News tips from the 2005, 54th Annual Scientific Sessions of the American College of Cardiology

(Embargoed for release at 9 a.m. ET, Tuesday, March 8; Poster presentation #1116-58, Hall E1, Orange County Convention Center.)

Johns Hopkins scientists have found that modern, implanted heart devices such as pacemakers and defibrillators are safe for use in magnetic resonance imaging (MRI) machines, a diagnostic and imaging tool long ruled potentially unsafe and off-limits for more than 2 million Americans who currently have them in their bodies. The Hopkins team has also developed new guidelines for their use, making MRI scans more available to people who might benefit from early detection of cancer and other diseases, when treatments are most likely to succeed, and for guiding devices during minimally invasive surgery.

During a four-month period, the Hopkins team tested 18 different pacemakers and 15 implantable defibrillators previously found safe in animal experiments. In a study of 33 patients undergoing 38 separate scans, the researchers adjusted the device's pacing program and lowered MRI sequence energy levels to see if the scan affected the settings or caused any other kind of problem, such as heating of the electrical leads and surrounding tissue. All patients and devices were closely monitored during the scans, some of which lasted up to 1.5 hours, and repeat measurements were made on average 24 days after the MRI to measure any long-term complications. No ill effects were observed. The only complaint cited was claustrophobia, which is commonly associated with the close confines of the MRI scanner.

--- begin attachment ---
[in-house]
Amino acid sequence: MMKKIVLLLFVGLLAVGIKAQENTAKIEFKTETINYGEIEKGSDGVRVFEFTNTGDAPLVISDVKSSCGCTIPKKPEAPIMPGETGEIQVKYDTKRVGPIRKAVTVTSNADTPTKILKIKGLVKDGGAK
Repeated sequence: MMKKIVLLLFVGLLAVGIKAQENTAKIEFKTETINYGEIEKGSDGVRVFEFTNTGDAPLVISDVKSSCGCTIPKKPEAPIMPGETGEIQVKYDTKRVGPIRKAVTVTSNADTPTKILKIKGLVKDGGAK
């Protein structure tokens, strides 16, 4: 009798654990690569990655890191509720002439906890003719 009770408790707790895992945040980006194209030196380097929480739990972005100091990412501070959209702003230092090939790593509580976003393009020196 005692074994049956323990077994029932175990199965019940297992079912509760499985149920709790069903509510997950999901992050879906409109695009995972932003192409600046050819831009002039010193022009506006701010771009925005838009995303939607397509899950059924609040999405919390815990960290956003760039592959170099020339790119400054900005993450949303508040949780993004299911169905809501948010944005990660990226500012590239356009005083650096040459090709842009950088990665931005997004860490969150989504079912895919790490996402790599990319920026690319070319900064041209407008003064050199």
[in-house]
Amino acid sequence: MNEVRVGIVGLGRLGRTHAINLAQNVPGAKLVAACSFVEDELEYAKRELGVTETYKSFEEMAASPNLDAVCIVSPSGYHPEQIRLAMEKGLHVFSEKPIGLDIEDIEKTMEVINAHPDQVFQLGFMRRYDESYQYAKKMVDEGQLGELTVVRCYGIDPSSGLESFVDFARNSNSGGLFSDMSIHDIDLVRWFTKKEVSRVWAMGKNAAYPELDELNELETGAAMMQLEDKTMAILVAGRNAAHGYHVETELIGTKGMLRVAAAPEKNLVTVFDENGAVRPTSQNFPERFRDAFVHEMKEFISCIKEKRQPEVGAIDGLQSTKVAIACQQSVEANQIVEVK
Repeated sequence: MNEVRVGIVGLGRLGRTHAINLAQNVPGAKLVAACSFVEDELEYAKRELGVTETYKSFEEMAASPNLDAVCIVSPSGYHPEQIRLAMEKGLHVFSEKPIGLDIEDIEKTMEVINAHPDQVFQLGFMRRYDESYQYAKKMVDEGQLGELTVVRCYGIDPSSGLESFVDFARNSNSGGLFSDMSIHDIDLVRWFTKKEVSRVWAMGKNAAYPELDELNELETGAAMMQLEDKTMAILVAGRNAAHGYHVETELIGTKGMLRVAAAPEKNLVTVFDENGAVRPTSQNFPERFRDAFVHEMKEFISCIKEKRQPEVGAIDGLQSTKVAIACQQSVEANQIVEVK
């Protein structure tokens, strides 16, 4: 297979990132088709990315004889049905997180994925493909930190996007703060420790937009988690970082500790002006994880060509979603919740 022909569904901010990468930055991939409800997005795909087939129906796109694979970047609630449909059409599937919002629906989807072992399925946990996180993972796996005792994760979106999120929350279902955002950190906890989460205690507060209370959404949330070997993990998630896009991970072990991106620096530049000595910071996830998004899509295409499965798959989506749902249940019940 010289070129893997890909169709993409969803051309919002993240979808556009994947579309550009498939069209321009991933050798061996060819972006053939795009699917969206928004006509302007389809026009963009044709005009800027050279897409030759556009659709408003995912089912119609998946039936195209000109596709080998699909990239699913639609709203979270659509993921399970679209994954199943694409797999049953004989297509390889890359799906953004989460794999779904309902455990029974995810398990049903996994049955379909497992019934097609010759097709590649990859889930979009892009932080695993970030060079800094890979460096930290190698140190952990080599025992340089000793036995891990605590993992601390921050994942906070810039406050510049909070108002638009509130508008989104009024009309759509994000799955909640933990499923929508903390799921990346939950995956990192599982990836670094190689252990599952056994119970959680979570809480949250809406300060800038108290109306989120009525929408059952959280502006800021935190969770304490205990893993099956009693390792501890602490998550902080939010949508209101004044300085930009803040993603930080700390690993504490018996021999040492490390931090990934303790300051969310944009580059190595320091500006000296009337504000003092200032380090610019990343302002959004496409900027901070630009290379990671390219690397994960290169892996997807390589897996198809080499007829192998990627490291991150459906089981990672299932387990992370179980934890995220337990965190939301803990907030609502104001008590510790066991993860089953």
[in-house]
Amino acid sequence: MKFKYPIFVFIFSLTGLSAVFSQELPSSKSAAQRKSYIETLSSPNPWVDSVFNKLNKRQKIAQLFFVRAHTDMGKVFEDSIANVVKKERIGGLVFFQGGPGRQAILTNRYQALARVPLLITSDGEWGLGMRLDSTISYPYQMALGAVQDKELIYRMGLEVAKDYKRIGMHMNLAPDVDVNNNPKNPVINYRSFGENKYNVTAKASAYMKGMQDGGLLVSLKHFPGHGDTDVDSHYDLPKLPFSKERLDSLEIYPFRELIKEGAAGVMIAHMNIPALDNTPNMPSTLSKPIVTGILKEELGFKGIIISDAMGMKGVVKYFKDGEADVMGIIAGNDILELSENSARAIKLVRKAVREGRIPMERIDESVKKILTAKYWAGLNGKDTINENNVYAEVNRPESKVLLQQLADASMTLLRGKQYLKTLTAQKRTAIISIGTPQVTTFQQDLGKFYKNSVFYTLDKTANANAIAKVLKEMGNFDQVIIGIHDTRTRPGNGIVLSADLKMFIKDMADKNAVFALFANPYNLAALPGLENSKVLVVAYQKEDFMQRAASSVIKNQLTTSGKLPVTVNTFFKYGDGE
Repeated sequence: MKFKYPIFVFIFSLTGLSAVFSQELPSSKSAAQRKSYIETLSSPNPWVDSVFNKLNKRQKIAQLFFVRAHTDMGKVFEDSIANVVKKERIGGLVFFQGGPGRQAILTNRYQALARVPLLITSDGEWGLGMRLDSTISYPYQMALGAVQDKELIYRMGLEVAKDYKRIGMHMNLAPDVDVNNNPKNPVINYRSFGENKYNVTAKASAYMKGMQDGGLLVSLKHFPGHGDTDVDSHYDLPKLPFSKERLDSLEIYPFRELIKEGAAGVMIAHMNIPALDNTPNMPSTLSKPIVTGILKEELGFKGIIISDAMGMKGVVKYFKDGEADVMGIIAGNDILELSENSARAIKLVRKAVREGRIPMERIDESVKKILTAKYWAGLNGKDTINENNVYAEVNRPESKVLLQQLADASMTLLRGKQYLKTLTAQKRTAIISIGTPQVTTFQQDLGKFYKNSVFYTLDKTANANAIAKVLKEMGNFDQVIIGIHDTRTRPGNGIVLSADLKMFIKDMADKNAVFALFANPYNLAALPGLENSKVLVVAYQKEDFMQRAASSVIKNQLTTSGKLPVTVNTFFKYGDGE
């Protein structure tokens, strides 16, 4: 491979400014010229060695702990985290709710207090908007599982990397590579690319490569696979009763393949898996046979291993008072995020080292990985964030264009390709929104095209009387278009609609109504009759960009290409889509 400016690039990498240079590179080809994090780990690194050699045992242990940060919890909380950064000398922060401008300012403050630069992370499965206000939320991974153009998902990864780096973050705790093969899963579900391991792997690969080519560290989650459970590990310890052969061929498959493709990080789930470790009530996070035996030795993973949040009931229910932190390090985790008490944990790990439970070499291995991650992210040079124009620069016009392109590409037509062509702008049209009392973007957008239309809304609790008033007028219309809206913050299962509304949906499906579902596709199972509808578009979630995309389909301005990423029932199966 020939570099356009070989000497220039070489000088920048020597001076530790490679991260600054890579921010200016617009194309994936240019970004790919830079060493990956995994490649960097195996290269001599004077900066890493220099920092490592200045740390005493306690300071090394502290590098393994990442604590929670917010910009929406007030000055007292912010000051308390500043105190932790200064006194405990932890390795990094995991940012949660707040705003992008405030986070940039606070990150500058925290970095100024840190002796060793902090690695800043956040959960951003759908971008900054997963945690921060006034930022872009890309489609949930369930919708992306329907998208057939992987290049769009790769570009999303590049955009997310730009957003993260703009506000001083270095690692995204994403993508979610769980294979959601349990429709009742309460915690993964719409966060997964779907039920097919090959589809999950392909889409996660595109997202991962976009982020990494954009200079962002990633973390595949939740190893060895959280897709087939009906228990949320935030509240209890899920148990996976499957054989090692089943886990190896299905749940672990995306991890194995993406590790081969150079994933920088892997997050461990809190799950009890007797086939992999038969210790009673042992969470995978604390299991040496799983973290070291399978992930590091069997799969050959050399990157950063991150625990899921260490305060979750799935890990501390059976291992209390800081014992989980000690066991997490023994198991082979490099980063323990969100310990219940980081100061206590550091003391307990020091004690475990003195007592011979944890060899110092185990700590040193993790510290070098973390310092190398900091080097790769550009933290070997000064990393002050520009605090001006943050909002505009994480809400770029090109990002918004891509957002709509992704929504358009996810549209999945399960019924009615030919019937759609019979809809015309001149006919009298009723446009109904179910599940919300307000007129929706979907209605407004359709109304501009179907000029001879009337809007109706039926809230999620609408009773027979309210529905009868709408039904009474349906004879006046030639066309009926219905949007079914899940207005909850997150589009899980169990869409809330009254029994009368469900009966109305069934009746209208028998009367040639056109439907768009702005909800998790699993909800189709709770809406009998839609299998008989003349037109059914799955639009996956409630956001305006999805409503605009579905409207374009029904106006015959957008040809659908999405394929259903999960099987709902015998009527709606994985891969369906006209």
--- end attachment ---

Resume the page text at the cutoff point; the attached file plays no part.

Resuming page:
The researchers' new guidelines caution that only modern devices, predominantly models from the last seven years, are safe in MRIs and call for low-energy-level scans, avoiding scan settings higher than 2 watts per kilogram, which might lead to overheating. The protocol also advises close monitoring by a cardiologist and a radiologist, and usi

Contact: David March
Johns Hopkins Medical Institutions

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